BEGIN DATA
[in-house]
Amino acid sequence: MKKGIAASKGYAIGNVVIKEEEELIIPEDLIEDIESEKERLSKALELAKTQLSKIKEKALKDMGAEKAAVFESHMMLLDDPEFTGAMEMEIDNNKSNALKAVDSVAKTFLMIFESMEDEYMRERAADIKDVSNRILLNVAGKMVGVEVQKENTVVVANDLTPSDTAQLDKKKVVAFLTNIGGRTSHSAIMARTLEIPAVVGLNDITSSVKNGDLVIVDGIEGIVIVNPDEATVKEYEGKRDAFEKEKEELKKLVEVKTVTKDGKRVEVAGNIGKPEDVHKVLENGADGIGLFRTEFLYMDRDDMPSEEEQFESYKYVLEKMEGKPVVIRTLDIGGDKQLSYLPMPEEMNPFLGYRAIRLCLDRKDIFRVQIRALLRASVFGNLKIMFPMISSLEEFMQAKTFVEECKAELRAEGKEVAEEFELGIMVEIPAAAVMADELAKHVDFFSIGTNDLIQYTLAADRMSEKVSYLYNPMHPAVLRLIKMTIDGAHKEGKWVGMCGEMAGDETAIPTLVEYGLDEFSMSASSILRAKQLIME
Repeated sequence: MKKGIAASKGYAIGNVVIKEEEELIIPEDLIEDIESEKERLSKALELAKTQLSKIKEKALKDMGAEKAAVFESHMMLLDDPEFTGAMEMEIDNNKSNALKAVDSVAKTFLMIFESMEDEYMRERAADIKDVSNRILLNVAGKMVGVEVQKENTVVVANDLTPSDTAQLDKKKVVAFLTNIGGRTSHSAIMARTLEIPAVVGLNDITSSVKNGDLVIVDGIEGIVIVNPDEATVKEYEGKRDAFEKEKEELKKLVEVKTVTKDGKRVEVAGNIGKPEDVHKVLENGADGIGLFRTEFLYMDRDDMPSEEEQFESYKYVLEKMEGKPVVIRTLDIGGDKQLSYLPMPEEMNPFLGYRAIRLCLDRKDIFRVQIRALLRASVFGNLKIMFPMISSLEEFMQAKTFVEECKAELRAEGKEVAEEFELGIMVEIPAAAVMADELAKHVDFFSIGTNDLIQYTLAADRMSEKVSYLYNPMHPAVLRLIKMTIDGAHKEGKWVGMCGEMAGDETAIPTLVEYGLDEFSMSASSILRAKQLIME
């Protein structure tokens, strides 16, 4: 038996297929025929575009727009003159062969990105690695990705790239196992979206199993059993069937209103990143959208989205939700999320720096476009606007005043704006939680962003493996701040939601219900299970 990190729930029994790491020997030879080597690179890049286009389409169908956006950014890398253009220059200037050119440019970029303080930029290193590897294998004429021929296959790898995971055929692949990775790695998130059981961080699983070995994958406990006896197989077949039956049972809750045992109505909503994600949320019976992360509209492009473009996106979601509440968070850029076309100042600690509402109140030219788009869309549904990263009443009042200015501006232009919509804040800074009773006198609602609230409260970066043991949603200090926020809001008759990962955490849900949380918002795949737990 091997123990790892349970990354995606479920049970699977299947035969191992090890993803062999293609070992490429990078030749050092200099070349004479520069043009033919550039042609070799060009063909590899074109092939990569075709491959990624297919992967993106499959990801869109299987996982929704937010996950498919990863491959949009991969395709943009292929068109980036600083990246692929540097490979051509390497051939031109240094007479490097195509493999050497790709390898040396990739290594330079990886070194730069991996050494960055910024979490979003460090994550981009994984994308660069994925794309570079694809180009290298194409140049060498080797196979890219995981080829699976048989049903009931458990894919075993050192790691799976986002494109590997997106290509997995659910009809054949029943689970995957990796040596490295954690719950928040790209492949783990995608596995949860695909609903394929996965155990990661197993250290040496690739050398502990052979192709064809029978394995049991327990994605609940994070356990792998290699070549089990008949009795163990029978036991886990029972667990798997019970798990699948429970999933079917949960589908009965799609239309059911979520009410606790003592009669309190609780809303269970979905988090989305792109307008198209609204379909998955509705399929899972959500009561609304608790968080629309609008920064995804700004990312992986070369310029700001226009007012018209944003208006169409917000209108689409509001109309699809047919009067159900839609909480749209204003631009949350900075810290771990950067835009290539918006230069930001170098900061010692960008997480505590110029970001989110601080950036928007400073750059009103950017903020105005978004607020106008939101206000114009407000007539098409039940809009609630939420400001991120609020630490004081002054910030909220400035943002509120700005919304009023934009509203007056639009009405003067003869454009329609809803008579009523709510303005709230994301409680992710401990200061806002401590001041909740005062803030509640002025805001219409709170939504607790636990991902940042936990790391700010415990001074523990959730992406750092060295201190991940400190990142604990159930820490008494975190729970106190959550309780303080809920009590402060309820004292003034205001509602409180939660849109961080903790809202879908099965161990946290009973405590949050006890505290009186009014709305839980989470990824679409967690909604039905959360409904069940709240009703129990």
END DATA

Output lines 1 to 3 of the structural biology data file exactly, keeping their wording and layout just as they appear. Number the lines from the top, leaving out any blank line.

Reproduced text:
[in-house]
Amino acid sequence: MKKGIAASKGYAIGNVVIKEEEELIIPEDLIEDIESEKERLSKALELAKTQLSKIKEKALKDMGAEKAAVFESHMMLLDDPEFTGAMEMEIDNNKSNALKAVDSVAKTFLMIFESMEDEYMRERAADIKDVSNRILLNVAGKMVGVEVQKENTVVVANDLTPSDTAQLDKKKVVAFLTNIGGRTSHSAIMARTLEIPAVVGLNDITSSVKNGDLVIVDGIEGIVIVNPDEATVKEYEGKRDAFEKEKEELKKLVEVKTVTKDGKRVEVAGNIGKPEDVHKVLENGADGIGLFRTEFLYMDRDDMPSEEEQFESYKYVLEKMEGKPVVIRTLDIGGDKQLSYLPMPEEMNPFLGYRAIRLCLDRKDIFRVQIRALLRASVFGNLKIMFPMISSLEEFMQAKTFVEECKAELRAEGKEVAEEFELGIMVEIPAAAVMADELAKHVDFFSIGTNDLIQYTLAADRMSEKVSYLYNPMHPAVLRLIKMTIDGAHKEGKWVGMCGEMAGDETAIPTLVEYGLDEFSMSASSILRAKQLIME
Repeated sequence: MKKGIAASKGYAIGNVVIKEEEELIIPEDLIEDIESEKERLSKALELAKTQLSKIKEKALKDMGAEKAAVFESHMMLLDDPEFTGAMEMEIDNNKSNALKAVDSVAKTFLMIFESMEDEYMRERAADIKDVSNRILLNVAGKMVGVEVQKENTVVVANDLTPSDTAQLDKKKVVAFLTNIGGRTSHSAIMARTLEIPAVVGLNDITSSVKNGDLVIVDGIEGIVIVNPDEATVKEYEGKRDAFEKEKEELKKLVEVKTVTKDGKRVEVAGNIGKPEDVHKVLENGADGIGLFRTEFLYMDRDDMPSEEEQFESYKYVLEKMEGKPVVIRTLDIGGDKQLSYLPMPEEMNPFLGYRAIRLCLDRKDIFRVQIRALLRASVFGNLKIMFPMISSLEEFMQAKTFVEECKAELRAEGKEVAEEFELGIMVEIPAAAVMADELAKHVDFFSIGTNDLIQYTLAADRMSEKVSYLYNPMHPAVLRLIKMTIDGAHKEGKWVGMCGEMAGDETAIPTLVEYGLDEFSMSASSILRAKQLIME